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New Approaches to Create Hydrogen Energy from Biomass Feedstocks

An engineering group believes in the integrated promise of two paths to carbon-neutral power: biomass and hydrogen. The research group is from the West Virginia University (WVU) Benjamin M. Statler College of Engineering and Mineral Resources.

Researchers at the WVU Benjamin M. Statler College of Engineering and Mineral Resources are looking at ways to create hydrogen energy from biomass feedstocks, research with funding support from the US Department of Energy. Image Credit: West Virginia University.

GE Plastics Material Engineering Professor Debangsu Bhattacharyya is doing groundbreaking research that creates hydrogen energy from biomass feedstocks with the assistance of approximately $1.5 million from the US Department of Energy.

When scientists and industry leaders discuss fuel sources for a clean energy future, several conversations turn around the potential of gaseous and liquid hydrogen to substitute fossil fuels as the power source for everything right from cars and planes to the electricity that homes and businesses have utilized.

Other conversations concentrate on so-called “biomass:” wood, manure, switchgrass, and other organic materials that isolate carbon dioxide, allowing them to be utilized as fuel to produce energy.

Bhattacharyya, along with collaborators John Hu, chair in engineering for natural gas utilization, and Oishi Sanyal, assistant professor, is using those two pathways to generate green power. They are learning how to make that shift happen efficiently and economically via a process known as gasification.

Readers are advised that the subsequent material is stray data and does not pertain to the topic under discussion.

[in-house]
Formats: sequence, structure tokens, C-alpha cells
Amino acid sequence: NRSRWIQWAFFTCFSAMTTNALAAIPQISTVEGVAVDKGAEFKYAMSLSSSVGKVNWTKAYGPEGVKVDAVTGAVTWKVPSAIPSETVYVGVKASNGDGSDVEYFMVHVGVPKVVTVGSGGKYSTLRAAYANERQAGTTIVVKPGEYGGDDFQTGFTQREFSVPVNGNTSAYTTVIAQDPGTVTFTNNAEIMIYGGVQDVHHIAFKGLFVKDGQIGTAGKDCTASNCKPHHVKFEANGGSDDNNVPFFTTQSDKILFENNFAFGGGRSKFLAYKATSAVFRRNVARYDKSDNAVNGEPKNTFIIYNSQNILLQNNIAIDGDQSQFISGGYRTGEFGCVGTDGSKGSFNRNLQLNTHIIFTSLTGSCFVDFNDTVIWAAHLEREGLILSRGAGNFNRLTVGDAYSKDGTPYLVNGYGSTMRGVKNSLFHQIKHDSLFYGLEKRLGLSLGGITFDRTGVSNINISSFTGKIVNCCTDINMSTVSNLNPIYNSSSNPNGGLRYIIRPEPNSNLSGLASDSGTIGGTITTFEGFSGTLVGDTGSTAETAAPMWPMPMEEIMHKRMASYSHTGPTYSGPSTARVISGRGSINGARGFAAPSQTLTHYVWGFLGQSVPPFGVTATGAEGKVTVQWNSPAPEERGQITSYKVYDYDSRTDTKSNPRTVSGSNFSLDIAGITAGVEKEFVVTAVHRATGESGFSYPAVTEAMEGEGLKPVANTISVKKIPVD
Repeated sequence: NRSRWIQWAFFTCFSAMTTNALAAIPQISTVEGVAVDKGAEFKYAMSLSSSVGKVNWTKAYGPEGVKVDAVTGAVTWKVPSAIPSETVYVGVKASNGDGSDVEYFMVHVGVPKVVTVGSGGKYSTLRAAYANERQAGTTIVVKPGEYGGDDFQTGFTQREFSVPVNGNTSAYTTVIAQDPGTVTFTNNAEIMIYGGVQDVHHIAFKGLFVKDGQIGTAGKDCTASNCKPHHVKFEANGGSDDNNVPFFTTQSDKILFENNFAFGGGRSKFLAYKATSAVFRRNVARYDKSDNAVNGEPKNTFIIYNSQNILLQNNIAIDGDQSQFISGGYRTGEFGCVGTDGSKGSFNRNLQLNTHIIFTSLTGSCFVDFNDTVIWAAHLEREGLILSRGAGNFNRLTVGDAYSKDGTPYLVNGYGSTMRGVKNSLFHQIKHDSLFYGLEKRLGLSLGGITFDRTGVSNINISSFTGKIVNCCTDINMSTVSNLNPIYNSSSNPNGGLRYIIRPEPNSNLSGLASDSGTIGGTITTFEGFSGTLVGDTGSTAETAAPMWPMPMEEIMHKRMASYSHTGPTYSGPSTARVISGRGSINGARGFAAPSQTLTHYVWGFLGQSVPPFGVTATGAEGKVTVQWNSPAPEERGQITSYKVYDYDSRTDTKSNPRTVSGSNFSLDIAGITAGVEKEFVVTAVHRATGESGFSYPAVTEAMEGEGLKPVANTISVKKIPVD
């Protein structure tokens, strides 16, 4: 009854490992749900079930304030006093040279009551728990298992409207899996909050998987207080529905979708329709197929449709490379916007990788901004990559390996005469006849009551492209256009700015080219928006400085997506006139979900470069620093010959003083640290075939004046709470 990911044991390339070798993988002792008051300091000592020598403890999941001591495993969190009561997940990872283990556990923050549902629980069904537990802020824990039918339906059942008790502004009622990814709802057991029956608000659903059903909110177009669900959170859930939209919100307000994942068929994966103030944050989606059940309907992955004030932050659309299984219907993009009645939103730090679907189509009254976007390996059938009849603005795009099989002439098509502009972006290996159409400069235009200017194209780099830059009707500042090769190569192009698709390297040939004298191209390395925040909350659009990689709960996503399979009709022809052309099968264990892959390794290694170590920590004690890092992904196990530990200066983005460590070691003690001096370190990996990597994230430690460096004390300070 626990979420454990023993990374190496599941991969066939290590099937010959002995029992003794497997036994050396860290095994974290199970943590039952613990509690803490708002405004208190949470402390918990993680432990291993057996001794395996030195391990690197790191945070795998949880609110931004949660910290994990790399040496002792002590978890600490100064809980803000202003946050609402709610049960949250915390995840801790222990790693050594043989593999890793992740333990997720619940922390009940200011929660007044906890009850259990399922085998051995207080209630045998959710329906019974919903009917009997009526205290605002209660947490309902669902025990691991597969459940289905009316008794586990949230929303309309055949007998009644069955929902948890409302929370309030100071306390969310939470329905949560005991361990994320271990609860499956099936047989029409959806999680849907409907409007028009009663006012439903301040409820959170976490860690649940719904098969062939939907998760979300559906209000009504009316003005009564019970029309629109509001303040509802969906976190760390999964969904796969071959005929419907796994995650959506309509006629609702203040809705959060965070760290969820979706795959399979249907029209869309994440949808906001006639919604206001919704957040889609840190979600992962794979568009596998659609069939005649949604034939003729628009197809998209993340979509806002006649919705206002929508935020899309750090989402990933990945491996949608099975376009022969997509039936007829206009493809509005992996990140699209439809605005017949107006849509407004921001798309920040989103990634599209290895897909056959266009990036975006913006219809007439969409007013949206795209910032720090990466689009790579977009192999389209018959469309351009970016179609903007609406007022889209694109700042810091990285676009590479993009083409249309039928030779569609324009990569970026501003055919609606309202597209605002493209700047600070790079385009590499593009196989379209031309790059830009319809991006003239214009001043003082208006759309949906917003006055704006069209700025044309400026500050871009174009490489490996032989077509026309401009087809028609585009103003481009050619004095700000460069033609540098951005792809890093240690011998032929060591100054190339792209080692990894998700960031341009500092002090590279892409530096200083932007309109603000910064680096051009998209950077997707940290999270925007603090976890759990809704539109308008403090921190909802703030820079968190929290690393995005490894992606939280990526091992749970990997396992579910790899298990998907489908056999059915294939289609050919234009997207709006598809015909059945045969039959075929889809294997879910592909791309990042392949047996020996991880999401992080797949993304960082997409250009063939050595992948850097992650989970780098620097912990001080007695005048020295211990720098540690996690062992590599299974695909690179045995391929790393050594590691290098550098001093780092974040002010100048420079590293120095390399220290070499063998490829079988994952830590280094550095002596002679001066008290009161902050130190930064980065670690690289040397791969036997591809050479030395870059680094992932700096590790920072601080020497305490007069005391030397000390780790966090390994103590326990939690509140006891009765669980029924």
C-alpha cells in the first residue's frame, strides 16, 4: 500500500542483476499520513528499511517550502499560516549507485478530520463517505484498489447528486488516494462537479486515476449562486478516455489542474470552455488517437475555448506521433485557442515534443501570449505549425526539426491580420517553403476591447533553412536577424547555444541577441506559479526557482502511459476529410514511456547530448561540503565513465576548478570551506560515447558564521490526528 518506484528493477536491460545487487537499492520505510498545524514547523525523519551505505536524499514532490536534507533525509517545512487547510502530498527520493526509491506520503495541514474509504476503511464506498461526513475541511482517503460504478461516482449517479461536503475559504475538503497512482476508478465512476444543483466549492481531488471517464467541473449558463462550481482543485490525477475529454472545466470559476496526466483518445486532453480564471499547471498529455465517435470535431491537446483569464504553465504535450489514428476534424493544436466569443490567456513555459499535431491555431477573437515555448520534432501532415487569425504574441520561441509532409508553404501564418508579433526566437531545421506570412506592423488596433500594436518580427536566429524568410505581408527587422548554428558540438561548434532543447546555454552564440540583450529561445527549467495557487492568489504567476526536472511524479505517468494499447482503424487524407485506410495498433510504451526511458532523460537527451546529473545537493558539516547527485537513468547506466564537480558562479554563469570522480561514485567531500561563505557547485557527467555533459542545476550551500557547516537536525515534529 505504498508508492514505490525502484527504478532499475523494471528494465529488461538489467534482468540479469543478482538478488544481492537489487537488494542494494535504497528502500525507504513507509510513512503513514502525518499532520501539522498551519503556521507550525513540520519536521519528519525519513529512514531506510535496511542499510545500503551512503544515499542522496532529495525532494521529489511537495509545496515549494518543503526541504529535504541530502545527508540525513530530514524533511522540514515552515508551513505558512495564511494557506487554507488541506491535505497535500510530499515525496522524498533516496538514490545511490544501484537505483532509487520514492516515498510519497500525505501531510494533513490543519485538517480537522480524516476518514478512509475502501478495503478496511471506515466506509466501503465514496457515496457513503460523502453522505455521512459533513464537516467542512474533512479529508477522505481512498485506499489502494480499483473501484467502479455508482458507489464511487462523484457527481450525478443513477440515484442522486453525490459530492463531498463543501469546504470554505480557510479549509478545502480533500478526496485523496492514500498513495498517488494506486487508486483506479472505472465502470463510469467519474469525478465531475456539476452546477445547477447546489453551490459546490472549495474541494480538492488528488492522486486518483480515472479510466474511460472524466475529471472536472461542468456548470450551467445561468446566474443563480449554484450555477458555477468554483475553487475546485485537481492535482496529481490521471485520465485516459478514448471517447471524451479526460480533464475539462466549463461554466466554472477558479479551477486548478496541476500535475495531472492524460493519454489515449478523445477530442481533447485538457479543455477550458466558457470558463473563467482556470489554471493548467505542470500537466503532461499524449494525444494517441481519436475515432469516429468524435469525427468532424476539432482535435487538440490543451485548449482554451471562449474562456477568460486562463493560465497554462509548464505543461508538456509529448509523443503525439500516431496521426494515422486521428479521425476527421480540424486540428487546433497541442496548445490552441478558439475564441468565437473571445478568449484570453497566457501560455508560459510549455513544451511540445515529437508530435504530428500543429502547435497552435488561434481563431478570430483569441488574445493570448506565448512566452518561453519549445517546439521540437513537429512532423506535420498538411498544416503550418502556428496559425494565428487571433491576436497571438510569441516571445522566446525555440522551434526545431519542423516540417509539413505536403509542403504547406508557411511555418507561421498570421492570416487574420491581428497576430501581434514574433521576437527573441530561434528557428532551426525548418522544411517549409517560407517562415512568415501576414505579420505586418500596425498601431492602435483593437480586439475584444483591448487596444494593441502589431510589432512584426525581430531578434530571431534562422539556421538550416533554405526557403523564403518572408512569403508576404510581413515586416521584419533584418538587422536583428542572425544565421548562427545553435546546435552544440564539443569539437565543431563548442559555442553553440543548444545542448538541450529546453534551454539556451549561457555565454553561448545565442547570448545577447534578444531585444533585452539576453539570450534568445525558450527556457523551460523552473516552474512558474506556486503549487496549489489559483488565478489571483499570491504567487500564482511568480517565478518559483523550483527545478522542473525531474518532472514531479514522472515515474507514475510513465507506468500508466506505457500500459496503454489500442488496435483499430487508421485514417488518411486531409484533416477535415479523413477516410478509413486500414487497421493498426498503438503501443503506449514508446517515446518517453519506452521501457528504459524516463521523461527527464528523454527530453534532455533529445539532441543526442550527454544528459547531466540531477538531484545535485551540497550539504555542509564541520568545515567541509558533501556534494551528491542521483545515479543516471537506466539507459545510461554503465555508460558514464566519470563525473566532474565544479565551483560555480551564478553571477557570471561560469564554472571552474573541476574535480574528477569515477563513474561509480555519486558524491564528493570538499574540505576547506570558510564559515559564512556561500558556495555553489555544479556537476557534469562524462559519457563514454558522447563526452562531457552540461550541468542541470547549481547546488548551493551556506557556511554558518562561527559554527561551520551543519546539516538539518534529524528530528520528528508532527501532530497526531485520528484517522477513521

Bhattacharyya described that gasification occurs when carbonaceous materials like biomass have been subjected to a high temperature in the existence of gasifying agents like carbon dioxide or steam. The process tends to produce gases, like carbon dioxide and hydrogen, that could be isolated and captured.

Bhattacharyya considers the biomass-to-hydrogen path one of tomorrow’s chief technologies for clean hydrogen generation. However, initially, his team should come up with a gasification system that is significantly smaller and highly affordable compared to the present technologies for gasifying biomass.

Bhattacharyya visualizes a gasifier that has the potential to produce ultrapure hydrogen graded for use in fuel cells while the greenhouse gas carbon dioxide has been isolated.

Gasification is not new, but current commercial gasification systems are generally large and capital-intensive, making them commercially less attractive.

Debangsu Bhattacharyya, Professor, GE Plastics Material Engineering, West Virginia University

Bhattacharyya added, “If biomass is going to take off as a feedstock for hydrogen fuel production, gasifiers have to become cheaper and more modular so that they can be installed in distributed locations rather than at a large facility in a central location. Distributed production of hydrogen can also largely alleviate issues with hydrogen transport and storage.”

Economies of scale imply that bigger chemical plants enjoy financial benefits over their smaller counterparts. However, Bhattacharyya uses various innovative methods to guarantee that his designs are affordable.

His team will use a technology known as a “novel multifunctional catalyst,” which can function at lower temperatures compared to present commercial gasification systems while the production has been maximized.

Also, they will look at a highly “intensified” gasifier that accommodates several unit operations in a single unit and produces “ultrapure hydrogen right from the gasifier itself,” stated Bhattacharyya.

Our proposed technology is expected to be highly compact and deployable without much footprint, making it a feasible approach for hydrogen production at the scale of municipal facilities, for example.

Debangsu Bhattacharyya, Professor, GE Plastics Material Engineering, West Virginia University

Bhattacharyya described that scientists would perform experiments and develop mathematical models “in order to understand the hundreds of design and operating variables at stake. With that information, we can improve the process economics of green technology for hydrogen production.”

Addressing global warming is a high priority. We believe this project will play a critical role in generating energy resources that are green, affordable, safe, reliable, and resilient.

Debangsu Bhattacharyya, Professor, GE Plastics Material Engineering, West Virginia University

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